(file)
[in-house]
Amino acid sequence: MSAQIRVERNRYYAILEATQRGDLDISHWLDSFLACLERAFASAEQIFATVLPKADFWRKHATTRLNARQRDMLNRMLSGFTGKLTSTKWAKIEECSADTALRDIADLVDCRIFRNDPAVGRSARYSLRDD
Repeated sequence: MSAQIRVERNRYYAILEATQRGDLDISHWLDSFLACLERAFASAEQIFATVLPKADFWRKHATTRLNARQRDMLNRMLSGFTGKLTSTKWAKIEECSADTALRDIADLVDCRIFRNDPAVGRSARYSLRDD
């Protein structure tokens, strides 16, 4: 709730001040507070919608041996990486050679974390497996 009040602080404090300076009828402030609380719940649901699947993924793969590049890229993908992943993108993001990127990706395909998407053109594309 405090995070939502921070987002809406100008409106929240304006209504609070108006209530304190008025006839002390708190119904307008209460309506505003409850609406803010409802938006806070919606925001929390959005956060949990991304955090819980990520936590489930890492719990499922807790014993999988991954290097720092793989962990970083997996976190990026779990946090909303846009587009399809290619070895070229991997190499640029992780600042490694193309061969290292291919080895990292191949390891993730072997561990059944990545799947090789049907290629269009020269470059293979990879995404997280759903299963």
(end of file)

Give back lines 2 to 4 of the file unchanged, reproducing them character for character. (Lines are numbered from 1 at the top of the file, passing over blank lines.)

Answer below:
Amino acid sequence: MSAQIRVERNRYYAILEATQRGDLDISHWLDSFLACLERAFASAEQIFATVLPKADFWRKHATTRLNARQRDMLNRMLSGFTGKLTSTKWAKIEECSADTALRDIADLVDCRIFRNDPAVGRSARYSLRDD
Repeated sequence: MSAQIRVERNRYYAILEATQRGDLDISHWLDSFLACLERAFASAEQIFATVLPKADFWRKHATTRLNARQRDMLNRMLSGFTGKLTSTKWAKIEECSADTALRDIADLVDCRIFRNDPAVGRSARYSLRDD
């Protein structure tokens, strides 16, 4: 709730001040507070919608041996990486050679974390497996 009040602080404090300076009828402030609380719940649901699947993924793969590049890229993908992943993108993001990127990706395909998407053109594309 405090995070939502921070987002809406100008409106929240304006209504609070108006209530304190008025006839002390708190119904307008209460309506505003409850609406803010409802938006806070919606925001929390959005956060949990991304955090819980990520936590489930890492719990499922807790014993999988991954290097720092793989962990970083997996976190990026779990946090909303846009587009399809290619070895070229991997190499640029992780600042490694193309061969290292291919080895990292191949390891993730072997561990059944990545799947090789049907290629269009020269470059293979990879995404997280759903299963």